Virginia Commonwealth University in Qatar in partnership with Qatar Science and Technology Park, Qatar Foundation and the United Nations Relief and Works Agency presented a lecture by Dr. Abdul-Karim Jouda entitled, 'The Gaza Strip - the challenge of rebuilding a community' on 17 January at 5:00 PM at the atrium in VCUQatar.
Peter Chomowicz, Associate Dean for Research and academic Affairs at VCUQatar welcomed the audience to the lecture while elaborating upon the role QSTP, VCUQatar, Qatar Foundation and UNRWA would be playing at the three-day workshop, from 17 to 19 January, 2010, whose objective is to develop specific design and technology-based solutions in support of human, economic, and social development in Gaza, and in collaboration with leading international relief agencies including Habitat for Humanity, Rebuilding Alliance, and ANERA.
VCUQatar, together with QSTP and UNRWA are investigating how to improve living conditions in Gaza and the West Bank. The collaboration is an outgrowth of VCUQatar's Center for Research in Design's (CRID's) current research project, funded by the QSTP Proof of Concept grant, to improve the lives of Qatar's migrant workers.
Dr. Abdul Karim Jouda, Chief Special Environmental Health Programme and Acting Field Engineering and Construction Services Officer for UNRWA in Gaza, began the lecture with the facts on ground in the aftermath of the December 2008/January 2009 Israeli war on Gaza and the role UNRWA was playing in Gaza. UNRWA currently serves one million Palestine refugees of the 1.5 million residents of Gaza providing them with basic health, education and relief services.
The first part of the presentation went on to speak about the prohibition of construction materials, absence of a banking system; education system's need to be overhauled; the food aid program that benefits one million people; a job creation program that would benefit a quarter of the registered refugees and inject liquidity into Gaza's cash starved economy. Dr. Jouda also touched upon the emergency cash assistance program and the flexibility it provides UNRWA with to respond to dire situations.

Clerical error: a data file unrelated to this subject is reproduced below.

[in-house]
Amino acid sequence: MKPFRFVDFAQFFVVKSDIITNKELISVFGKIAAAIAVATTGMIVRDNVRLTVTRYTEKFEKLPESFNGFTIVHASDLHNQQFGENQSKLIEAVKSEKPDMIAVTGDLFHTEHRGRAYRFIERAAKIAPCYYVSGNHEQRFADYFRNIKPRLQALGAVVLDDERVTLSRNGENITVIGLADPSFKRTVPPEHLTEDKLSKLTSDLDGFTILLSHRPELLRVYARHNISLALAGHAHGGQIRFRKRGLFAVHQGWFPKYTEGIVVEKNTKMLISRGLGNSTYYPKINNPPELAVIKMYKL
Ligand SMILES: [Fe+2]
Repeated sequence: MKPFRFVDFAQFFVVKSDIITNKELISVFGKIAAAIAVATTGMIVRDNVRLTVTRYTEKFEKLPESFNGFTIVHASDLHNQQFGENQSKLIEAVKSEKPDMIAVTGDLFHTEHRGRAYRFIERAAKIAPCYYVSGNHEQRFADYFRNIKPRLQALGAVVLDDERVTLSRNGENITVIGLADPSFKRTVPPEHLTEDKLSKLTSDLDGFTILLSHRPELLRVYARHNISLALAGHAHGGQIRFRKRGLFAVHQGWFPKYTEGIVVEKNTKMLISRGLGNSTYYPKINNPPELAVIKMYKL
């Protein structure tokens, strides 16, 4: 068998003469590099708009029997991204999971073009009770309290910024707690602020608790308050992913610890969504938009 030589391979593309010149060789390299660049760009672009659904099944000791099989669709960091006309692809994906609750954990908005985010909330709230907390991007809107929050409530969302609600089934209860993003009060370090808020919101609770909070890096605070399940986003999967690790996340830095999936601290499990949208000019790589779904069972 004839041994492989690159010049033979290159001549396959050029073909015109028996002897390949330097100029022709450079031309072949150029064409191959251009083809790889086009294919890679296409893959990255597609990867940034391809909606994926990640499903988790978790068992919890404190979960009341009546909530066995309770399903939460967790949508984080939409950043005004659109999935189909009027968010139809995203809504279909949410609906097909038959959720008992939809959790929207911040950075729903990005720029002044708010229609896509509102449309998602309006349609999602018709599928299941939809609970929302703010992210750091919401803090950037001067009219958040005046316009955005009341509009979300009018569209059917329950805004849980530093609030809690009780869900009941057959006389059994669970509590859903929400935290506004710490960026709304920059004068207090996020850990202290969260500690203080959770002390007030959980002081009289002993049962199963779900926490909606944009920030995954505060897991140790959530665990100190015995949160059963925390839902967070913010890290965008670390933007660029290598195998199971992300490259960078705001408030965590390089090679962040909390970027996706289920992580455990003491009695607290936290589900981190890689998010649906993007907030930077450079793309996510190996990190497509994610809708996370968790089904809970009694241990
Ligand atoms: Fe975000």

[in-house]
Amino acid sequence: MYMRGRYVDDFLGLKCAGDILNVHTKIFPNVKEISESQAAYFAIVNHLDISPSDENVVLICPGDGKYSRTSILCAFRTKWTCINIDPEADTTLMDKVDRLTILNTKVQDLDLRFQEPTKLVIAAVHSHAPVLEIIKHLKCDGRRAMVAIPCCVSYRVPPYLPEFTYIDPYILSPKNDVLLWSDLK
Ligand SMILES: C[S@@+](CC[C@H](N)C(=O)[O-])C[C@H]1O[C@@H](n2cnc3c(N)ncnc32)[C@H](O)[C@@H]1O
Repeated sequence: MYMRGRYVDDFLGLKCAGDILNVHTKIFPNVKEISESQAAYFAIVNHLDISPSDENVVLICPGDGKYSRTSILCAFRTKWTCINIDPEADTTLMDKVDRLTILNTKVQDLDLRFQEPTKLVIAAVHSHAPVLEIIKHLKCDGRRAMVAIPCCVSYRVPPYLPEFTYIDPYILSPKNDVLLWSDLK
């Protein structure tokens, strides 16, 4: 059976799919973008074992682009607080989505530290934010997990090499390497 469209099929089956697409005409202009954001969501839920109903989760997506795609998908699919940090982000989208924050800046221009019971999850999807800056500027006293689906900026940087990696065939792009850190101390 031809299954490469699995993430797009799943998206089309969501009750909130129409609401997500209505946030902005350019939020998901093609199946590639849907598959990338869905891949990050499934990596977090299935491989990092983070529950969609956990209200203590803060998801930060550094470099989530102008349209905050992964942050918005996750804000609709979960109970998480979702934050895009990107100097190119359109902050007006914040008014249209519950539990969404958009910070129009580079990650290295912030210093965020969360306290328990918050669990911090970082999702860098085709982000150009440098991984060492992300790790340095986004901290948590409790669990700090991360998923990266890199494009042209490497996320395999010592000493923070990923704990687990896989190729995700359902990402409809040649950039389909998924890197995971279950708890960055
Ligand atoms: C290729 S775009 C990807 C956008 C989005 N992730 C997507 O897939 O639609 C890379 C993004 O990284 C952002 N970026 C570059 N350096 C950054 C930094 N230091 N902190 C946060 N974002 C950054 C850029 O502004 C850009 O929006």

Dr. Jouda stated that the number of displaced people during the war was as high as 100,000 with housing units in need of reconstruction standing at 9,167 and those with minor damage numbering to 45,000. He also spoke about the activities related to shelter repair and rehabilitation like rental subsidies and replenishment of non-food items that ensured a minimal level of dignity for the 20,000 affected families. Assessment by UNRWA staff also indicated that 53 UNRWA installations were damaged as a result of the recent war. This included 36 school compounds, seven health centers, distribution centers and sanitation offices, warehouses, offices and colleges.
Dr. Jouda also talked about the impact the conflict had on the health status of the entire Gaza population and how UNRWA plans to assist all 200,000 children at the UNRWA schools through group and individual counseling. He gave details of the funding required for all of these projects as well as those that included water, sewage and waste water networks.
The second part of Dr. Jouda's lecture focused on the infrastructure recovery in the Gaza Strip. This centered on the housing, public buildings, transportation, water, waste water and solid waste sectors and UNRWA's plans for the same taking into account the obstacles the agency faced, recovery plans as well as projects that required prioritization.
The lecture concluded with Dr. Jouda taking questions from the audience about the issues discussed during the lecture. "The people of Palestine have always been very active," said Dr. Jouda. "We are self-reliant and have never waited for outside help to any situation we've had to face. We've always been the first to come up with solutions to our problems." He explained how the UNRWA had millions of dollars allocated for reconstruction but there was no access to construction material. "Without the siege being lifted, with the Palestinian people being denied basic human rights, the current situation we are facing because of the blockade can only get worse", he said in response to a question from the audience about what he thought was in store for the future. Dr. Jouda hoped the three-day workshop would draw upon the diverse expertise of architects, planners, engineers, policy makers and scientists while putting in place the foundations for longer-term reconstruction, sustainable development and equitable growth.